As a child, I grew up in a family (with my grand parents) where church was an every week occurrence and Wednesday night prayer meetings were not optional. I didn't learn much about Christianity, but I would became well acquainted with church services, a blind spot I would embrace for many years.
Yesterday, Good Friday on the church calendar. I was in church again, but this time - while everything else seemed to be common place to me, my heart didn't seem to notice. Good Friday!
I know the meaning. That was the day on the calendar of the church when my Lord was crucified, dead and buried and the widows wept, the curtain was divided according to legend and dead men, like me, were set free = the glorious Day of Atonement had arrived. The "divine wrath" was appeased.
Now, centuries later, I could be seated in that pew, and feel comfortable that my sins had been removed from the sight and memory of the God of creation who had ordained the day of my birth.
But yesterday, as my mind tried to comprehend all of that, the tears began to fall, especially those that come from my right eye. I don't understand that, but it seems to happen whenever I sense the presence of God in an experience when I have showed mercy for something that had been, disappointing.
My yesterday had been a day filled to the brim with disappointments. And yet it seemed, I was drawn to attend church on this particular day for no better reason, based on my faith, it was the place to be.
The choir was singing, "Were you there - when they crucified my Lord"? And I realized, I was there.
As the service drew to a close, we all rose to sing - along the choir, 'Were You There". And then there was that last verse, "Were you there - when they laid Him in the grave?"
The street outside the church was alive with birds singing, flowers blooming, and people hurrying back to wherever they had come from. It was much like Sunday church on a Spring day. People doing what people do best. Hurrying, some would say, scurrying, to resume the life that is our custom.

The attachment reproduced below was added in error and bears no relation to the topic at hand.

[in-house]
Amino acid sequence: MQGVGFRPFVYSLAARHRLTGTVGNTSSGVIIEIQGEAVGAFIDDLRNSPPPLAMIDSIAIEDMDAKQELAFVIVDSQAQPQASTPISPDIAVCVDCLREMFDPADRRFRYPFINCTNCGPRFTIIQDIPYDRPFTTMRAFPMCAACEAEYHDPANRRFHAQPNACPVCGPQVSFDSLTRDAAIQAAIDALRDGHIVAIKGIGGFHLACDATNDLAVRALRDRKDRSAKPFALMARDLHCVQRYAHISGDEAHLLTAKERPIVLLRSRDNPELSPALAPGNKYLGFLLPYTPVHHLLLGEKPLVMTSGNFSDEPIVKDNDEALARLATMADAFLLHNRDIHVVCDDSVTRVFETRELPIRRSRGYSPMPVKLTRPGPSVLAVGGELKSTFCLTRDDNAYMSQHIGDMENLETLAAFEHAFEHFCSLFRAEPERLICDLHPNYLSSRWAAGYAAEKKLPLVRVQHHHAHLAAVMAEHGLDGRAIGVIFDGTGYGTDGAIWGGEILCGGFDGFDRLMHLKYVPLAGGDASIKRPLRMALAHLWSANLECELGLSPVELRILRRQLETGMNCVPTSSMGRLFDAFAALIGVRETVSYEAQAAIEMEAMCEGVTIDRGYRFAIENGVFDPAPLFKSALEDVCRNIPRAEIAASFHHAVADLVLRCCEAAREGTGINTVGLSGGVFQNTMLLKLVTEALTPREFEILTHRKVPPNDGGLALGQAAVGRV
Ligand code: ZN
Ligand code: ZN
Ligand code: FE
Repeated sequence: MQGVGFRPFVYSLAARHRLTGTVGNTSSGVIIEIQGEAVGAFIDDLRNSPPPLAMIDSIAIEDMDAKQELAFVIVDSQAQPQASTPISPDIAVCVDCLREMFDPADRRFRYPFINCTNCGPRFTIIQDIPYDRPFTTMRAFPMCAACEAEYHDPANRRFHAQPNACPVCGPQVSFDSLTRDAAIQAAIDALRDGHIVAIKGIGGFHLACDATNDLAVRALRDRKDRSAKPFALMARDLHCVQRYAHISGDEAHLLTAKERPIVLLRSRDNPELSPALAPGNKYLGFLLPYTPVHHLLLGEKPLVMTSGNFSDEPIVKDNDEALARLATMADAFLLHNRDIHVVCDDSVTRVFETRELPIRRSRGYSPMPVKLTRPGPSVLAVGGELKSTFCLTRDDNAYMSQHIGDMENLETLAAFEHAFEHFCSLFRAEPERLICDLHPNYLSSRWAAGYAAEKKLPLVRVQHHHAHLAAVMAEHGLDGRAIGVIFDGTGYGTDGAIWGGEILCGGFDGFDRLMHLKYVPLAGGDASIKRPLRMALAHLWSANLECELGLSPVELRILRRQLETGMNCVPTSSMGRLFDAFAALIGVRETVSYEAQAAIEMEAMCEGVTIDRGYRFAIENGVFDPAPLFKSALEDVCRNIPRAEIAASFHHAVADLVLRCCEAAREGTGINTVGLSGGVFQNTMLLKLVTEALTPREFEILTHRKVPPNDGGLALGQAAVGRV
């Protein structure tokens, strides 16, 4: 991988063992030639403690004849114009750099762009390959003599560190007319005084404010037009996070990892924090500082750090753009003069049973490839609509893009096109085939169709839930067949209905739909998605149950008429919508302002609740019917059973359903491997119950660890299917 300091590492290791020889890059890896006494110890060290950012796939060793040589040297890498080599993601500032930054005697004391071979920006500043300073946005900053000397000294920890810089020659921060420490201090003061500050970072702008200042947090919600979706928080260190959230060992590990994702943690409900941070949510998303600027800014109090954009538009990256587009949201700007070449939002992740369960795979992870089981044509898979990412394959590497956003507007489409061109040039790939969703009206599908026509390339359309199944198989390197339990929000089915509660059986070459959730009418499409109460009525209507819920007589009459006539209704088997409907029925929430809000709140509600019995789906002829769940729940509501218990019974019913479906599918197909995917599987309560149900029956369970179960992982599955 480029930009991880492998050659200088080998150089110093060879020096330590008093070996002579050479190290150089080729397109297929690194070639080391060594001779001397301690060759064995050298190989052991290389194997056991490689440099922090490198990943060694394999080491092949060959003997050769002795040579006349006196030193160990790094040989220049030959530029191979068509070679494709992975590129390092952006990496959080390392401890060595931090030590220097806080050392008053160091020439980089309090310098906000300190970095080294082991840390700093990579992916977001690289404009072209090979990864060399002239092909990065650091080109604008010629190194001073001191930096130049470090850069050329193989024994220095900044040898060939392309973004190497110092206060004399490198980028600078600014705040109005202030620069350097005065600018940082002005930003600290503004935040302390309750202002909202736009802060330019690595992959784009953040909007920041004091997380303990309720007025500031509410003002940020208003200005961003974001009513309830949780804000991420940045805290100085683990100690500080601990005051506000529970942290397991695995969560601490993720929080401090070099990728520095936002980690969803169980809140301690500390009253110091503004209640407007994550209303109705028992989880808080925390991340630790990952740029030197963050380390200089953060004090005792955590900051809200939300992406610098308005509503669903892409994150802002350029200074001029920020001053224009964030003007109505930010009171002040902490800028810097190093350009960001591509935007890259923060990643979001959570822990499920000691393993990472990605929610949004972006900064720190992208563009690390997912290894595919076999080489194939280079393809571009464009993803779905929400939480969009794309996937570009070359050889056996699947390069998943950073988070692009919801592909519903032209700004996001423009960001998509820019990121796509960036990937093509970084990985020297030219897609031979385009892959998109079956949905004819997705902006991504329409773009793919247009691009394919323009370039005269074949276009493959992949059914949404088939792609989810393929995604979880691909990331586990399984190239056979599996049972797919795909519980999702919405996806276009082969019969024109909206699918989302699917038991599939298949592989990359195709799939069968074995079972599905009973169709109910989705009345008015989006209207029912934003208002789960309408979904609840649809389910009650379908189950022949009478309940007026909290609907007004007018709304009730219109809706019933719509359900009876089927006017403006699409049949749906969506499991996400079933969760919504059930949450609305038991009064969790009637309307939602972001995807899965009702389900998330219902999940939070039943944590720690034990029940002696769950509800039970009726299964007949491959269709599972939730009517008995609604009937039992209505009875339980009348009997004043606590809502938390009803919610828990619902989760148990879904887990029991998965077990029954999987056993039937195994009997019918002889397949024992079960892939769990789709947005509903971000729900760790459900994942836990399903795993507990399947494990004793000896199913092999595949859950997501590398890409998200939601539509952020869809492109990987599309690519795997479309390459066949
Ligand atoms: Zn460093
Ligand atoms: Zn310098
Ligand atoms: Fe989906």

My prayer for myself and all others, tomorrow - Sunday, on the calendar, will be a new day. On that day, we will probably sing, "He is alive!". I hope that we will. Indeed, I pray that we will.
And if it doesn't happen, there is always that chorus I have often sung to myself, "From sinking sands, He lifted me. With tender hand, He lifted me. From shades of night to shades of light, Oh praise His name, He lifted me,"
To me, that is the meaning of Easter to me. Eighty-four years of living among the 'shades of night' and now to have experienced once again, the memory of what has made my daily walk, a journey embracing the 'shares of light', a reality that is little more than an figment of misunderstanding for far too many.
Easter is a new day a-dawning. Come, all you who are weary and worn down by the problems that appear to have overshadowed your lives. Come now, it can be a bright and shiny day. Let's walk on.